Orhan Pamuk (b. 1952), Istanbul Turkey, Novelist
Orhan Pamuk (b. 1952), Istanbul Turkey, Novelist ~ photo courtesy of Mr. Pamuk

“What literature needs most to tell and investigate today are humanity’s basic fears: the fear of being left outside, and the fear of counting for nothing, and the feelings of worthlessness that come with such fears; the collective humiliations, vulnerabilities, slights, grievances, sensitivities, and imagined insults, and the nationalist boasts and inflations that are their next of kin … Whenever I am confronted by such sentiments, and by the irrational, overstated language in which they are usually expressed, I know they touch on a darkness inside me. We have often witnessed peoples, societies and nations outside the Western world–and I can identify with them easily–succumbing to fears that sometimes lead them to commit stupidities, all because of their fears of humiliation and their sensitivities. I also know that in the West–a world with which I can identify with the same ease–nations and peoples taking an excessive pride in their wealth, and in their having brought us the Renaissance, the Enlightenment, and Modernism, have, from time to time, succumbed to a self-satisfaction that is almost as stupid.”

—Orhan Pamuk, Nobel Lecture (translation by Maureen Freely), 2006
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Michael Watson‘s once said in a post, “. . . we seem to be caught up in the Bardo, spinning endless fantasies derived from fear, greed, and anger” … and we would add “hubris.”  
Priscilla Galasso shared these wise thoughts with us: “These fears and the overcompensation for them seem to be part of the shame spiral. The ego is vulnerable to shame, and manipulating that dynamic is common in our culture. If we were better able to be aware, responsible, but unattached to ego and ‘immune’ to shame, then perhaps these fears and stupidities would fade. Shame is useful for manipulation, but it is detrimental to enlightenment, I think.”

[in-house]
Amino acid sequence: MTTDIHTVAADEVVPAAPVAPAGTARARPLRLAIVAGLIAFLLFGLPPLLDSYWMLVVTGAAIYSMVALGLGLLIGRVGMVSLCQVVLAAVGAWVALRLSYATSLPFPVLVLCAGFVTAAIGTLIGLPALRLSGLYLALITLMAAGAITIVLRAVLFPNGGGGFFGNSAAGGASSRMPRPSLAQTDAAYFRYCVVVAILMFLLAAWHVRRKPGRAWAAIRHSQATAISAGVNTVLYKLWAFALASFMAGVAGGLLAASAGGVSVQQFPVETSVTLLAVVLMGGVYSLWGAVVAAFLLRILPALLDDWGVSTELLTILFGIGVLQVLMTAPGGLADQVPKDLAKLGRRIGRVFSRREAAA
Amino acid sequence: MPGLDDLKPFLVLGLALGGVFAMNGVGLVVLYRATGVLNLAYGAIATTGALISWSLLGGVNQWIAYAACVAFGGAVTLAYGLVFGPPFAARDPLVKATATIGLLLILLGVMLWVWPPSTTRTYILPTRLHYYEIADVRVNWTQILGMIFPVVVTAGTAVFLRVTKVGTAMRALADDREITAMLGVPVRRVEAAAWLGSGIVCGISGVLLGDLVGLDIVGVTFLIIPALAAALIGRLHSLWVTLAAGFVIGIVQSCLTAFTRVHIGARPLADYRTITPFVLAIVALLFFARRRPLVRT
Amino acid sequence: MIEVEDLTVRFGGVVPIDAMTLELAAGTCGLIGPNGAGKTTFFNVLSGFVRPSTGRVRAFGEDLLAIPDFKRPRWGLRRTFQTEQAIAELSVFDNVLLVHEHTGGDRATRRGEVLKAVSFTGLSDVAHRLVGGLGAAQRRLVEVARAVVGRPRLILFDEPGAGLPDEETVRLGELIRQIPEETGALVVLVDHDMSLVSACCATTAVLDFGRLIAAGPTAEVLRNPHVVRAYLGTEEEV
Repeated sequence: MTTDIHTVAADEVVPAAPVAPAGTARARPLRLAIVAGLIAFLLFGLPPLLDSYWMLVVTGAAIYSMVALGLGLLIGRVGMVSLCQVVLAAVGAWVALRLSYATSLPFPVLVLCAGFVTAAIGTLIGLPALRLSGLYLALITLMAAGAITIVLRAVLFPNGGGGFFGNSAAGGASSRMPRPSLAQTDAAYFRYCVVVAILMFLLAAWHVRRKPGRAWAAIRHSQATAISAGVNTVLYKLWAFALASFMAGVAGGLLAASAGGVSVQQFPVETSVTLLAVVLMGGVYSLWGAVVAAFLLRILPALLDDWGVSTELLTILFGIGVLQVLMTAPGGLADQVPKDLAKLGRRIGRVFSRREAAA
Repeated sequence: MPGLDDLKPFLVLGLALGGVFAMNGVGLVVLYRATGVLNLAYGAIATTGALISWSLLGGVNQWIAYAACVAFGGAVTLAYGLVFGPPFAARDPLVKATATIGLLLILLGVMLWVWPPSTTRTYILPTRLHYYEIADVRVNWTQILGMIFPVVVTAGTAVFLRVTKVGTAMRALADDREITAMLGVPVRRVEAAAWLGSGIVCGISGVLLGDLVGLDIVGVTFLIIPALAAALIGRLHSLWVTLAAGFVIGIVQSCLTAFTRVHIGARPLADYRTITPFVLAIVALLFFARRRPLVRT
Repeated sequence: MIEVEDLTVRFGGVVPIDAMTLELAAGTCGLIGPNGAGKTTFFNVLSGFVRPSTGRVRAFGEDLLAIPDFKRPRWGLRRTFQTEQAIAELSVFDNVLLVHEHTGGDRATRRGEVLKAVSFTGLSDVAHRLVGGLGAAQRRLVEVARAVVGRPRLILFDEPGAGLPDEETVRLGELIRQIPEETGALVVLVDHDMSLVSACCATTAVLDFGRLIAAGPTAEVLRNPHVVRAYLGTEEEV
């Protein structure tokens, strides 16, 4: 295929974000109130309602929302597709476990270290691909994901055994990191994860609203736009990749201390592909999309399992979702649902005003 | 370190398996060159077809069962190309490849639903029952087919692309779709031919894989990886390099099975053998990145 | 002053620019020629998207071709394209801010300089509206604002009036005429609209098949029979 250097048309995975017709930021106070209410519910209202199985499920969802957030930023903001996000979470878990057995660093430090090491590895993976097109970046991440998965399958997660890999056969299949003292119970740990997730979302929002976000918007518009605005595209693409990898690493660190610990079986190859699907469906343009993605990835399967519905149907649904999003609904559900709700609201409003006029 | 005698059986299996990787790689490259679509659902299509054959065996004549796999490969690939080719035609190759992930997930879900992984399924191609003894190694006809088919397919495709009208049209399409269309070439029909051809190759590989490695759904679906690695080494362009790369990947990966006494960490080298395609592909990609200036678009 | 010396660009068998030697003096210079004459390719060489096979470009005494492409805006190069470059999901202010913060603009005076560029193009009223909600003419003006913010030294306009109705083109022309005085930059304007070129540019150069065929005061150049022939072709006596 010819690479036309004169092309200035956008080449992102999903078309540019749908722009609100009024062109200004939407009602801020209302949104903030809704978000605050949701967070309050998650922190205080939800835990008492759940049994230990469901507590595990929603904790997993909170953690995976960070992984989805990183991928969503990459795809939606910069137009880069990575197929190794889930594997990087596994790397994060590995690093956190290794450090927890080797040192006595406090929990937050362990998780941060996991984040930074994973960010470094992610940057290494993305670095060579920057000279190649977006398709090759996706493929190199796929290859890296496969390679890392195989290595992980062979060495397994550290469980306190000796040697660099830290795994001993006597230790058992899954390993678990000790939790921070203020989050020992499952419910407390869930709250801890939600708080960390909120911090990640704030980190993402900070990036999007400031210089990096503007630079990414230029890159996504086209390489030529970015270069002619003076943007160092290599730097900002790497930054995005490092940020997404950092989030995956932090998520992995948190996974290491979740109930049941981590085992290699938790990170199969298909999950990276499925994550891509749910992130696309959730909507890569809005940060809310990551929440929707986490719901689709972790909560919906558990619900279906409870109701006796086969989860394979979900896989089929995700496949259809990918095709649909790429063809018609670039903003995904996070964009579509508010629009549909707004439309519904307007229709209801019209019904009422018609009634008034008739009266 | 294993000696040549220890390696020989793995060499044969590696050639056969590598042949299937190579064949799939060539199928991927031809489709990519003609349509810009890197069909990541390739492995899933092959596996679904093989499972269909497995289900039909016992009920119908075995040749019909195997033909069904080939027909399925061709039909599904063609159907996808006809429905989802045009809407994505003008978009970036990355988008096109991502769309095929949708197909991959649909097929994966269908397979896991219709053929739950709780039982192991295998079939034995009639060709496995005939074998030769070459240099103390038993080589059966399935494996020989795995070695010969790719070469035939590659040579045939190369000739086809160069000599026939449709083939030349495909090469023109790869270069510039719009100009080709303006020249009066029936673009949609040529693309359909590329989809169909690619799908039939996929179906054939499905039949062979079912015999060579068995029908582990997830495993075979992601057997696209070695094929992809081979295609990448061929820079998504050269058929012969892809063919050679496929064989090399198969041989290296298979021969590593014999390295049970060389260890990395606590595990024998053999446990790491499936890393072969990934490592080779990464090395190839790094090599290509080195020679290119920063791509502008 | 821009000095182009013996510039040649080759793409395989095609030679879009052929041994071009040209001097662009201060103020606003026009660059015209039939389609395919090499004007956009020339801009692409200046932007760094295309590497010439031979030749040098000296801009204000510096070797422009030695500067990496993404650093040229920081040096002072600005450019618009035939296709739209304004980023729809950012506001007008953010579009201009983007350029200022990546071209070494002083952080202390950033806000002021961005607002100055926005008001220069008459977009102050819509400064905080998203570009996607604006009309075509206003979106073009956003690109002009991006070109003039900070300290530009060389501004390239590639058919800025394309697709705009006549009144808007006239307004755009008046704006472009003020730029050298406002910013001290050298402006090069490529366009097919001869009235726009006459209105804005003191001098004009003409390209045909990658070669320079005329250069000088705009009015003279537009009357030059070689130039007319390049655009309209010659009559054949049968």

A bit of meat  for us to chew on as poets and writers, artists and musicians, therapists, clerics and bloggers … and simply as humans beings.
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So what do you thing? Is Orhan Pamuk’s statement fair?

3 thoughts on “Orhan Pamuk: The Fear of Being Left Outside, What Literature Needs to Address

  1. Somehow, whether through evolution or some other force, we humans all over the planet have developed Egos. Egos are always concerned with not being ‘special enough’. All sorts of dramas and stories hinge on that fear. One advantage of having a big brain is the ability to step outside of it every once in a while and be aware that you have an Ego…and that it is only that, an Ego. That awareness is my greatest hope for our departure from stupidity.

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